Long-delayed EPA gasoline pollution rules set for Friday debut

The Environmental Protection Agency will unveil draft low-sulfur gasoline and vehicle emissions rules Friday, according to a news report and a source familiar with the plan.

Public health advocates have long pressed for the so-called Tier 3 standards, which have faced major delays, while refining industry groups say they will impose major and unnecessary costs.

The Washington Post
, citing sources briefed on the topic, reports EPA would roll out the proposed rules to cut the sulfur content of gasoline by two-thirds and set tougher vehicle pollution standards by 2017.

A source familiar with the rule confirmed to The Hill that it's expected to be unveiled Friday.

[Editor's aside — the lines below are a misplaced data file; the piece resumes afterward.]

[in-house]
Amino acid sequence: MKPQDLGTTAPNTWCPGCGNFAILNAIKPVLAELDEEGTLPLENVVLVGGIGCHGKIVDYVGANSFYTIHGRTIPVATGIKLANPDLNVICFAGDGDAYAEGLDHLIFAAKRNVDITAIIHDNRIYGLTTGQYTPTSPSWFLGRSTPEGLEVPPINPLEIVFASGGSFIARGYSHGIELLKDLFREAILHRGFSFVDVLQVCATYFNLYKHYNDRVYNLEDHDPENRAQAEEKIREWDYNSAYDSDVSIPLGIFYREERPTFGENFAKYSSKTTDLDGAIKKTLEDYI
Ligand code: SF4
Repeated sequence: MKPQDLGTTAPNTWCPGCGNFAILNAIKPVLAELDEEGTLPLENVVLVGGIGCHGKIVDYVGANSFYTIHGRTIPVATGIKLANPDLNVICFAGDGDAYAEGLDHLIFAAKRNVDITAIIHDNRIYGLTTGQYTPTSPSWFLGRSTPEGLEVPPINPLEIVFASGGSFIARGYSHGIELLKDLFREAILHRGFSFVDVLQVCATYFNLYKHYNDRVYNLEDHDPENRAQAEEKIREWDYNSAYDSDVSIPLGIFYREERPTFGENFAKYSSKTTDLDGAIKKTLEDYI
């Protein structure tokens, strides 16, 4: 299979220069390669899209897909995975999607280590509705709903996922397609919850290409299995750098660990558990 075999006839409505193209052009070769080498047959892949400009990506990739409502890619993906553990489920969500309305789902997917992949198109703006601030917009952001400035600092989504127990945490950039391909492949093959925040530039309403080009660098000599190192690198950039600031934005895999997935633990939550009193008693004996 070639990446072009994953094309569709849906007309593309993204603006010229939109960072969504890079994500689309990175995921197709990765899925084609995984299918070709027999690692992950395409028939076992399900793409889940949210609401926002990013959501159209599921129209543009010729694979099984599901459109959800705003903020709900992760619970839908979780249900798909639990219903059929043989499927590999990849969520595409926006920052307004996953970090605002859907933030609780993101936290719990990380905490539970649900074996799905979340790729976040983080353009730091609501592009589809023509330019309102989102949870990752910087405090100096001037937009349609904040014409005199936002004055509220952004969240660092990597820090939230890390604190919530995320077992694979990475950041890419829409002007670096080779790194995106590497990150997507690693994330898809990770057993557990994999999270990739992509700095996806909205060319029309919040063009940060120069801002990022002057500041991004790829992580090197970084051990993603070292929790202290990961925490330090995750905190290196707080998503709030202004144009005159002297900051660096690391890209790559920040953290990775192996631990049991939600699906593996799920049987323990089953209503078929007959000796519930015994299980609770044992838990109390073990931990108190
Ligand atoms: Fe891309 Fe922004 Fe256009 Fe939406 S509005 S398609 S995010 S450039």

Environmental groups say the rules will provide important cuts in smog-forming emissions.

The rules could “prevent tens of thousands of asthma attacks and save thousands of lives every year,” according to the American Lung Association.

The rules have support from automakers, who recently urged the White House Office of Management and Budget to allow the measure to go forward.

But oil industry groups note existing rules have already led to major cuts in gasoline sulfur content, and say forcing further reductions is unneeded.

They say new mandates will force billions of dollars in capital expenditures and add to the cost of gasoline while providing little benefit.

This post was updated at 5:33 p.m.